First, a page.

Snow, Ice and Grit

Winter has arrived at last.  The weather forecast shows the snow graphics creeping down the country from the North, and the map is showing more and more blue areas overnight indicating Jack Frost is about again. Soon the Gritter trucks will be out, busily treating the roads.  The public will clear their paths and liberally scatter grit or table salt to melt the snow and ice.

Last year during the very cold winter, many plants did not survive.  Snow and Ice do damage plants, but with careful thought we can manage to protect our gardens and limit some of the damage.

There is a good deal of information available about health and safety for humans in icy weather which is a good thing.  But, I thought I would give some advice about the use of grit and the health and safety of plants.

What is grit anyway, and how does it work?

Grit is Rock Salt (Halite), a mixture of salt crystals, sand and gravel.  It is the remains of ancient dried up saltwater seas which have formed into salt crystals deep underground. The most notable grit mines in the UK are in Cheshire.  When spread over snow or ice it absorbs water becoming Brine, which freezes at a lower temperature than fresh water, therefore keeping roads and paths clear.  However, it will eventually freeze as temperatures drop and therefore become ineffective.  There is some debate as to when it freezes and it’s thought to be around -10°C.

Now, imagine your garden is flooded by seawater – plants die, the soil is ruined, a complete disaster.  If you are too liberal with your salt spreading you could be creating a mini seawater event in your garden.  The roots of plants take up water and nutrients to feed the stems and leaves and aid the action of Chlorophyll, the main energy mechanism for a plant. The concentration of salts in the soil is paramount.  If the concentration is higher in the soil than in the plant, the roots are unable to absorb water and in effect drought conditions occur.  Toxic levels of salt can build up in plants and trees causing symptoms such as die back of branches and stems, stunted growth, browning of foliage, failure of flower buds, ‘tufting’ of branch ends on trees (known as Witch’s Broom), and in the worst case, death of the plant or tree.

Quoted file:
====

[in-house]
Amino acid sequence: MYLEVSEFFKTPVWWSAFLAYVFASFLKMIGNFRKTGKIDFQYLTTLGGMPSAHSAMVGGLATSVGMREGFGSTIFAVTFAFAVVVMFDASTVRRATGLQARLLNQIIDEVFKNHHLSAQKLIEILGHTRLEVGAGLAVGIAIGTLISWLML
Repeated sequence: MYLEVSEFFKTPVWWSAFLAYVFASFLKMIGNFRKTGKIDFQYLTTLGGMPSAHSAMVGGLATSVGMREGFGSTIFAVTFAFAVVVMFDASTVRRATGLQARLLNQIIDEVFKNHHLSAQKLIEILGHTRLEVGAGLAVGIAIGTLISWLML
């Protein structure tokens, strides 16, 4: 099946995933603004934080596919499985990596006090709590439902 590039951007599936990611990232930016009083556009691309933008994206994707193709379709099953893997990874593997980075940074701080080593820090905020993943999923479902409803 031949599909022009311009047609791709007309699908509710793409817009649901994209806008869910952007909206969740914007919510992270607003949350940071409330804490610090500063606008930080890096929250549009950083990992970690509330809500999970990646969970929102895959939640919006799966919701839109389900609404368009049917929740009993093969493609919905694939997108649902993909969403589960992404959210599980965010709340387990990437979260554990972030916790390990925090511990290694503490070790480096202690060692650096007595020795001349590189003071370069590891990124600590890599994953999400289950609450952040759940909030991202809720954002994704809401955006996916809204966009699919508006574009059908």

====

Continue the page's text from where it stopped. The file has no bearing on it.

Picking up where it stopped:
So, what are you to do?  You need to clear you paths in the garden to get to the bird feeders and the path to your front door to get out for necessary supplies.

Here are some tips:

  • Assess your garden and decide on the route you will need to take.  Avoid having to clear over grass if you can, since frozen turf is easily damaged. Choose the shortest route, much less work for you to do.
  • Using a shovel, gently clear away any snow. Don’t be too vigorous, scraped paving slabs are not attractive, and going off track into a flower bed is not ideal!
  • Avoid putting any snow onto flower beds, especially if it has already been salted.  The extra weight alone will damage plants (more about snow blankets coming soon). Pile the snow in one area, preferably on a hard surface such as patio or decking (or other paved paths you are not going to clear).
  • Very sparingly, sprinkle just a few granules of grit/table salt along the middle of your route, ideally before any frost, or if a thaw is forecast followed by freezing night temperatures.  It’s amazing how little you will need.

You may need to maintain your paths if there is a large snowfall, and if severe frosts continue. Just add a few more grit granules if the defrosting solution becomes too diluted.  If you have already been too liberal with the salt, rinse plants and beds with plenty of water once the snow has gone.

If your front garden is on a main road with much salt spray from traffic or grit being used on pavements, consider plants adapted to coastal living or salt tolerance along the borders edging the pavement. Escallonia spp. Erica spp. and Rosa rugosa being good examples.

Lastly, with all this talk of ice, it is worth mentioning that dangerous chemical Antifreeze (Ethylene Glycol). It is great for engines, pumps and other human inventions, but is deadly to wildlife and pets.  Just a few drops can kill.  Spread the word to others who may not know how dangerous it is.

Winter in the garden can be magical – wrap up warm and take your camera with you.  Send us your FrozenGarden images (link here to talkwildlife frozengarden group) and most of all – Enjoy!

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